Bosco Verticale (Milà)

Cities also need lungs to breathe. The vast majority of metropolises have a distinct absence of green infrastructure while urgently needing their benefits. That is because the lack of spaces in the overcrowded urban centers makes it impossible to satisfy this shortage. One way to work around this is the project Boeri Studio has designed in Milan, Bosco Verticale, which consists in two buildings that, as a result of biomimetic thinking, accommodate all the flora that could fit on a 10,000 m² extension on facades of 110 and 76 meters. This way, new green lungs are created without having to make large plot investments, which are impossible to assume in the 21st century.

These trees persevere thanks to the incorporation of fertile soil into the balconies, as well as a system of irrigation that uses the water table and the gray water produced by the building itself. In other words, the vegetation is fed with non-polluting nor abusive systems. Moreover, this project also has many benefits for its residents: it regulates temperature, eliminates noise pollution, reduces energy consumption and renews oxygen, among others.

Using biomimetic thinking, therefore, allows us to discover new ways to drift the city towards more natural and healthy models, and to make the most out of the space at one’s disposal.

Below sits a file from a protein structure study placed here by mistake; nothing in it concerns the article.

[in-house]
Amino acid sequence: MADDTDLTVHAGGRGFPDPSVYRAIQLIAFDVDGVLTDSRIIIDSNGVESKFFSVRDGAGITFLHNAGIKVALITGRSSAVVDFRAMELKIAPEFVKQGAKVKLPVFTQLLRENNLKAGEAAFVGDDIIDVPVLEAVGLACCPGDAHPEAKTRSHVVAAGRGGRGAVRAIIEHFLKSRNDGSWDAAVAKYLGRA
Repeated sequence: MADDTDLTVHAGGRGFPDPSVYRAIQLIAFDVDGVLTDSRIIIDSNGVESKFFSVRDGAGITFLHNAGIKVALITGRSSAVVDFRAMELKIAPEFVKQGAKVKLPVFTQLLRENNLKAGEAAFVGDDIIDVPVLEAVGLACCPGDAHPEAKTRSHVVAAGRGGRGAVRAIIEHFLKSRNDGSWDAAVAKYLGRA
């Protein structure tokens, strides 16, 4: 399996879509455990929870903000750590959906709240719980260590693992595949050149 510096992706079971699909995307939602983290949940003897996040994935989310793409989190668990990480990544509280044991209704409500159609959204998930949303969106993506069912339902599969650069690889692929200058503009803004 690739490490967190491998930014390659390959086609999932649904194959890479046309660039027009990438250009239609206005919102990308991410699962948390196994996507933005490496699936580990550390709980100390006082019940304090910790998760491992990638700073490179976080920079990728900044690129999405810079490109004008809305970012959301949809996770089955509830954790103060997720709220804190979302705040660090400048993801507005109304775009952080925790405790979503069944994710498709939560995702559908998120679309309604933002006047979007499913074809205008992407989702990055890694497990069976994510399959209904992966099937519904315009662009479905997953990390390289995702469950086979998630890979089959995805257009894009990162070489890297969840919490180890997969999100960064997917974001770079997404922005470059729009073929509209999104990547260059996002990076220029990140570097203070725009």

bosco verticale architecture

Gherkin Tower (Londres)

When applied to architecture, biomimetics also shape facilities that function with the same procedure as nature in order to favor sustainable environments.

An example of that is the famous 30 St Mary Ax tower in London, also known as the Gherkin tower. Thanks to the imitation of the respiratory system of marine sponges and sea anemones, which use the holes and channels of their bodies to distribute oxygen, it has created an intelligent ventilation system that provides air to the entire tower, in an efficient manner that consumes less energy. Its double facade, divided into an exoskeleton slightly separated from the inner walls, creates interior air channels. Thus, during summer, the heat forms inside the building escapes and the temperature doesn’t rise, preventing an abusive use of air conditioners that would consume a lot of energy. At the same time, during winter, this original ventilation system distributes the heating throughout the building more easily, so there is no need to spend excessively on heating up the tower.

According to Gherkin tower official figures, thanks to this structure the building saves 50% more energy than other office towers of similar dimensions. Norman Foster, the architect, states that “nature regulates and controls the temperature of the building.”


gherkin tower architecture